Nunez was acquired from the Dodgers in exchange for Marlon Anderson in 2006. His best two pitches are a low-90s fastball and a slider. His problem is consistency. He needs to be able to repeate his delivery in order to maintain a level of control necessary for a major league pitcher. His 2007 should be classified as domewhat of a disappointment given the expectations entering 2007. Of all of the people I spoke with in spring training, the name mentioned most often was Nunez as “one to watch.” He is still only 21-years old but he’ll need to take the next step quickly in 2008, likely as a member of the starting rotation in Potomac.
Novoa was a mixed bag in 2007. He showed some of the abilities that made him one to watch coming out of the DSL/GCL in 2006. He struck out over seven batters per nine innings but walked nearly three and allowed 129 hits in just 117 innings of work. He looks like he maxes out as a back of the rotation starting pitcher but given he’s lefthanded might get extra leeway. He’ll join Nunez in Potomac’s rotation in 2008.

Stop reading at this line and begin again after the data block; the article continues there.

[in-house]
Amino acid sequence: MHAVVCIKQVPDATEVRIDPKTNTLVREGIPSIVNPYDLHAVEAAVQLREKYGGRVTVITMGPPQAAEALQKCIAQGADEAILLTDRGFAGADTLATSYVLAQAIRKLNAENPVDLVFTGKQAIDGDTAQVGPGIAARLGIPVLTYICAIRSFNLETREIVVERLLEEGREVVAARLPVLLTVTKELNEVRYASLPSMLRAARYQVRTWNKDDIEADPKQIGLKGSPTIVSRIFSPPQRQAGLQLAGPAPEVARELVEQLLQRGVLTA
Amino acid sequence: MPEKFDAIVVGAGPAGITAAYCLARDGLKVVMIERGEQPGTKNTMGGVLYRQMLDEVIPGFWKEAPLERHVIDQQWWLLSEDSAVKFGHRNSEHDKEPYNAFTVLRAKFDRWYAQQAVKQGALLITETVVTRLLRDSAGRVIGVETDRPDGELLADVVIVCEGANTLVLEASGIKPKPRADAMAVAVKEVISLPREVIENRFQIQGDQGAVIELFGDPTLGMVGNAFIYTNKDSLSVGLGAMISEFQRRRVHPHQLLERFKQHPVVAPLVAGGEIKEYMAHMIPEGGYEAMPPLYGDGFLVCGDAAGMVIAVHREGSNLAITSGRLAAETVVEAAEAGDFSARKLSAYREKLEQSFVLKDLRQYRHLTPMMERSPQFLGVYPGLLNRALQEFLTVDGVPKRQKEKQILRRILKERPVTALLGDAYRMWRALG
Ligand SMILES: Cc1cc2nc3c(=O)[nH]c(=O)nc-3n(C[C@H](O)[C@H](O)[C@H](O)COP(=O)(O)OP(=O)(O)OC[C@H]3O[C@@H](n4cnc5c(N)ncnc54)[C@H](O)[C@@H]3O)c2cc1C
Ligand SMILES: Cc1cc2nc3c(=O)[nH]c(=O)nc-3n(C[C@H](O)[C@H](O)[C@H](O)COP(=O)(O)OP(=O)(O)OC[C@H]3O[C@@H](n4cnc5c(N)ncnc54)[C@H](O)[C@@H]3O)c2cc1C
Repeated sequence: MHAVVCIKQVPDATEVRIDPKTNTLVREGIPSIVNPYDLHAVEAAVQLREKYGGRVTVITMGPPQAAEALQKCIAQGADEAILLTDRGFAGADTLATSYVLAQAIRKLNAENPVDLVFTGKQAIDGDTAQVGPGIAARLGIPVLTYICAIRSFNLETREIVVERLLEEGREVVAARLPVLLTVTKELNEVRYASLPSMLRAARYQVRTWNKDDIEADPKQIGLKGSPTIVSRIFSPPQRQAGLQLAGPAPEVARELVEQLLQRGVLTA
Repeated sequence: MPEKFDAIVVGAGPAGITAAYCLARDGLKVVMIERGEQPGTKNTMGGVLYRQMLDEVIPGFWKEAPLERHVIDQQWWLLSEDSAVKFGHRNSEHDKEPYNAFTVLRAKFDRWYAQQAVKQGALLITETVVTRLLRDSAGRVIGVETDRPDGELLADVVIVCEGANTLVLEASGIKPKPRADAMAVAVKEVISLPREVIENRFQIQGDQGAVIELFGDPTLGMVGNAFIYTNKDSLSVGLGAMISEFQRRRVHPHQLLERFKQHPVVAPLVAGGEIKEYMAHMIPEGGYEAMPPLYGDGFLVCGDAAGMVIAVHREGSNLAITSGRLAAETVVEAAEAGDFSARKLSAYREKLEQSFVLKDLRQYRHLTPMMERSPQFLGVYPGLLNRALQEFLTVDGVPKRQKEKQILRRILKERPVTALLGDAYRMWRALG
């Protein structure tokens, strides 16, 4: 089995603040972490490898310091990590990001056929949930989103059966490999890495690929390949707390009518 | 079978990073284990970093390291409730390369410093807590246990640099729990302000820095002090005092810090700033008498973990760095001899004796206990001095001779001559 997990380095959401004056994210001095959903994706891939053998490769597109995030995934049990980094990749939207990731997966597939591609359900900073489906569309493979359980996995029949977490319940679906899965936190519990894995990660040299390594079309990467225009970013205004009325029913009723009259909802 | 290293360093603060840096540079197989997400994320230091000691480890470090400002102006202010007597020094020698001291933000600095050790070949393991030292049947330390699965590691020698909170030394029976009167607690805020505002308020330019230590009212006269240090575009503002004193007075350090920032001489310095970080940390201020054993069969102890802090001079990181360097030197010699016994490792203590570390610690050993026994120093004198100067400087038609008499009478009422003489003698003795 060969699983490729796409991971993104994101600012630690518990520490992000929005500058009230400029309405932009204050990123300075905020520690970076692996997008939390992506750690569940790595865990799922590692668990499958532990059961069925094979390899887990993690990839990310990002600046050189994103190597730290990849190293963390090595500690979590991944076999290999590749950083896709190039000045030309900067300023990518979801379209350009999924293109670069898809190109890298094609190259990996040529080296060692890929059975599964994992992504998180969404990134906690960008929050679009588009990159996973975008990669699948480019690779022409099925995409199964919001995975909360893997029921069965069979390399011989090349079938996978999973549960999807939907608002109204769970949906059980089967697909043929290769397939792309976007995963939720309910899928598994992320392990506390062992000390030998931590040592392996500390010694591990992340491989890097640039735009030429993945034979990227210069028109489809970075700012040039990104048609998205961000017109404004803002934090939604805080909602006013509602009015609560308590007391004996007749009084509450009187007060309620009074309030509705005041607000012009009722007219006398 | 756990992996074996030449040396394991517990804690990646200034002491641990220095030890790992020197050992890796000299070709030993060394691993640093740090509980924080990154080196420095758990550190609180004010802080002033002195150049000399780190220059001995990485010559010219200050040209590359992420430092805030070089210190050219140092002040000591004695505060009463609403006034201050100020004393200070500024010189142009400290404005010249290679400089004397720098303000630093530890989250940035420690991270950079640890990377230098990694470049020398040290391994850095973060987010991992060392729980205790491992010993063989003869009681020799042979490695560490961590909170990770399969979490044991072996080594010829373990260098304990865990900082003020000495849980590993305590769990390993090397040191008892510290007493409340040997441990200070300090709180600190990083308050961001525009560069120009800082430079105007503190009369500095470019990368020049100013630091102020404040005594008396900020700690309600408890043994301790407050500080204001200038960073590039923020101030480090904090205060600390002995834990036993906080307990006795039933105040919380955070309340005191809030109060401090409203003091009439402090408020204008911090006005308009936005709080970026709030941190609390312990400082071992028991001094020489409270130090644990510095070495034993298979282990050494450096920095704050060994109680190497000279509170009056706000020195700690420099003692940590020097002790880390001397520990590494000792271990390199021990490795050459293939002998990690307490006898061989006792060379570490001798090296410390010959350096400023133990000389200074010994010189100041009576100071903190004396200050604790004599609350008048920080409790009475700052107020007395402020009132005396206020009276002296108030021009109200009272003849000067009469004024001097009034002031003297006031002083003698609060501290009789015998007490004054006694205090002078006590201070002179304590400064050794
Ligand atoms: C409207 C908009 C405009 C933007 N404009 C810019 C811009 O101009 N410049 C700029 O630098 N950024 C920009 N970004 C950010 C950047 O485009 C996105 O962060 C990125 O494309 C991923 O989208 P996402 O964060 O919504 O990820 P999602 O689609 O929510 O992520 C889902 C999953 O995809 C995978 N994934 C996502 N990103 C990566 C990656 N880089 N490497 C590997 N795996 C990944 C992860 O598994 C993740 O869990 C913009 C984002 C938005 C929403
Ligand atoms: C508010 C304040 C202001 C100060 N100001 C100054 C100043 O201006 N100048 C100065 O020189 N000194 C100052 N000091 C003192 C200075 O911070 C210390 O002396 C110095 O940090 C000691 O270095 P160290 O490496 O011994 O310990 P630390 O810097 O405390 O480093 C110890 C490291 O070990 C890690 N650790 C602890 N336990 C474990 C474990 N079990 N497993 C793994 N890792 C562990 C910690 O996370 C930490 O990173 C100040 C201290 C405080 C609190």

Davis was an up and coming prospect in 2005 (300/348/489 in Vermont) but had a forgettable 2006 (225/284/377 in Savannah). He rebounded very well in 2007 hitting 290/344/534 in a repeat of the Sally League. It was enough to earn him a promotion to Potomac where he finished hitting 262/267/452 in 23 games for the P-Nats. Davis still seems to struggle with the strike zone but has developed enough power to overccome some of those shortcomings. He primarily played 3B in 2007 but has also logged time at 2B and in the corner OF. Flexibility is what is going to earn Davis’ his promotions from here forward. If he can maintain his hitting, perhaps cut down some on the Ks, and show that he can handle multiple positions, Davis has the chance to move beyond the profile of an organizational player. I’d expect him to start 2008 back with Potomac as their starting 3B.